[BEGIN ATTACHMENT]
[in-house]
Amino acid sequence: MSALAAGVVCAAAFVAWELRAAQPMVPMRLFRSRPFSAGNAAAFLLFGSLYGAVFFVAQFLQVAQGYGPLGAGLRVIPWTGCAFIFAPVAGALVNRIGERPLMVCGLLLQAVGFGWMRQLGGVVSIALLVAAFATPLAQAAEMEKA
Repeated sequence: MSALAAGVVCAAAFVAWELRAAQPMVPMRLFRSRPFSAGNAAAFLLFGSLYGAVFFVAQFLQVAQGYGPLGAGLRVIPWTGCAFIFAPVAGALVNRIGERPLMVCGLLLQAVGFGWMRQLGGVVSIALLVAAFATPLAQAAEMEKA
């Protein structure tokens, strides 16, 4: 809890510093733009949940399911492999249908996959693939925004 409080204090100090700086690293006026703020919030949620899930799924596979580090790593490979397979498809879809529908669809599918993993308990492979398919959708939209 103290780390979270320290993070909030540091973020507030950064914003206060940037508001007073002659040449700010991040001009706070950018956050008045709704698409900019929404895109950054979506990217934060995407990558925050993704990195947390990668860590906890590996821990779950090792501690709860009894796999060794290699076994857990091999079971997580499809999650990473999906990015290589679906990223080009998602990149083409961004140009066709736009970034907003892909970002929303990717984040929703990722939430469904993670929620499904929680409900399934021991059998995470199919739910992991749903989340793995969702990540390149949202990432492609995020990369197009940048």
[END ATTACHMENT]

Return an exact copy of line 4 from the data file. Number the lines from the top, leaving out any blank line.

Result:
């Protein structure tokens, strides 16, 4: 809890510093733009949940399911492999249908996959693939925004 409080204090100090700086690293006026703020919030949620899930799924596979580090790593490979397979498809879809529908669809599918993993308990492979398919959708939209 103290780390979270320290993070909030540091973020507030950064914003206060940037508001007073002659040449700010991040001009706070950018956050008045709704698409900019929404895109950054979506990217934060995407990558925050993704990195947390990668860590906890590996821990779950090792501690709860009894796999060794290699076994857990091999079971997580499809999650990473999906990015290589679906990223080009998602990149083409961004140009066709736009970034907003892909970002929303990717984040929703990722939430469904993670929620499904929680409900399934021991059998995470199919739910992991749903989340793995969702990540390149949202990432492609995020990369197009940048």